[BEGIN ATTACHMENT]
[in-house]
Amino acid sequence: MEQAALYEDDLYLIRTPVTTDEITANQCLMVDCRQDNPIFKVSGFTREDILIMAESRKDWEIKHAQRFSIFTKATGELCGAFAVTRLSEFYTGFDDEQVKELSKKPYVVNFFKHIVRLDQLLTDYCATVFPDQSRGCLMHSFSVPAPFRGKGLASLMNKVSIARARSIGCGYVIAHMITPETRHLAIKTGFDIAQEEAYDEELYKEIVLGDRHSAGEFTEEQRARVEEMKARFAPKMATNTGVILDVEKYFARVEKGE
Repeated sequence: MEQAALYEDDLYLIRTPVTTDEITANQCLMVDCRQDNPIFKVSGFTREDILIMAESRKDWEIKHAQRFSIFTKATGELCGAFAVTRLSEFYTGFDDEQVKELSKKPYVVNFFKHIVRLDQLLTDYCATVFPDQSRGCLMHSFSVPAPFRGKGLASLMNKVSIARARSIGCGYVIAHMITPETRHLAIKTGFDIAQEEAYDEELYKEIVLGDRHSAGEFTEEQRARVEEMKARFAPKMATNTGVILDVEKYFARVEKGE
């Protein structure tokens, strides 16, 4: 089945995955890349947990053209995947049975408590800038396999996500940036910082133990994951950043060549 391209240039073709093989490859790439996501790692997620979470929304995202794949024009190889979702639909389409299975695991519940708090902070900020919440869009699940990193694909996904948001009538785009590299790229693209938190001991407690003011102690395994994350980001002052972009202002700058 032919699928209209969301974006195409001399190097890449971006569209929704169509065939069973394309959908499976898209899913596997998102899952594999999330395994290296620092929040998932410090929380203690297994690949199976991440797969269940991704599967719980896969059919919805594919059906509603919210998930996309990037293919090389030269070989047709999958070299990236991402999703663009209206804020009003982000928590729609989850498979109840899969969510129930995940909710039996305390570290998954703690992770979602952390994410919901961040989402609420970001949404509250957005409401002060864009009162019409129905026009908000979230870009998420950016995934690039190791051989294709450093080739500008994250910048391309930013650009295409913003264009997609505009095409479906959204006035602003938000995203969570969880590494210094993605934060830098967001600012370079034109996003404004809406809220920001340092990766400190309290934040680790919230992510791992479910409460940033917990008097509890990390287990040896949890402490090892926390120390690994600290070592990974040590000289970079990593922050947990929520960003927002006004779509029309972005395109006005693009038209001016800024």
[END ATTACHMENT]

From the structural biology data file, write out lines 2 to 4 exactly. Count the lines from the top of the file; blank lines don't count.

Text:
Amino acid sequence: MEQAALYEDDLYLIRTPVTTDEITANQCLMVDCRQDNPIFKVSGFTREDILIMAESRKDWEIKHAQRFSIFTKATGELCGAFAVTRLSEFYTGFDDEQVKELSKKPYVVNFFKHIVRLDQLLTDYCATVFPDQSRGCLMHSFSVPAPFRGKGLASLMNKVSIARARSIGCGYVIAHMITPETRHLAIKTGFDIAQEEAYDEELYKEIVLGDRHSAGEFTEEQRARVEEMKARFAPKMATNTGVILDVEKYFARVEKGE
Repeated sequence: MEQAALYEDDLYLIRTPVTTDEITANQCLMVDCRQDNPIFKVSGFTREDILIMAESRKDWEIKHAQRFSIFTKATGELCGAFAVTRLSEFYTGFDDEQVKELSKKPYVVNFFKHIVRLDQLLTDYCATVFPDQSRGCLMHSFSVPAPFRGKGLASLMNKVSIARARSIGCGYVIAHMITPETRHLAIKTGFDIAQEEAYDEELYKEIVLGDRHSAGEFTEEQRARVEEMKARFAPKMATNTGVILDVEKYFARVEKGE
């Protein structure tokens, strides 16, 4: 089945995955890349947990053209995947049975408590800038396999996500940036910082133990994951950043060549 391209240039073709093989490859790439996501790692997620979470929304995202794949024009190889979702639909389409299975695991519940708090902070900020919440869009699940990193694909996904948001009538785009590299790229693209938190001991407690003011102690395994994350980001002052972009202002700058 032919699928209209969301974006195409001399190097890449971006569209929704169509065939069973394309959908499976898209899913596997998102899952594999999330395994290296620092929040998932410090929380203690297994690949199976991440797969269940991704599967719980896969059919919805594919059906509603919210998930996309990037293919090389030269070989047709999958070299990236991402999703663009209206804020009003982000928590729609989850498979109840899969969510129930995940909710039996305390570290998954703690992770979602952390994410919901961040989402609420970001949404509250957005409401002060864009009162019409129905026009908000979230870009998420950016995934690039190791051989294709450093080739500008994250910048391309930013650009295409913003264009997609505009095409479906959204006035602003938000995203969570969880590494210094993605934060830098967001600012370079034109996003404004809406809220920001340092990766400190309290934040680790919230992510791992479910409460940033917990008097509890990390287990040896949890402490090892926390120390690994600290070592990974040590000289970079990593922050947990929520960003927002006004779509029309972005395109006005693009038209001016800024």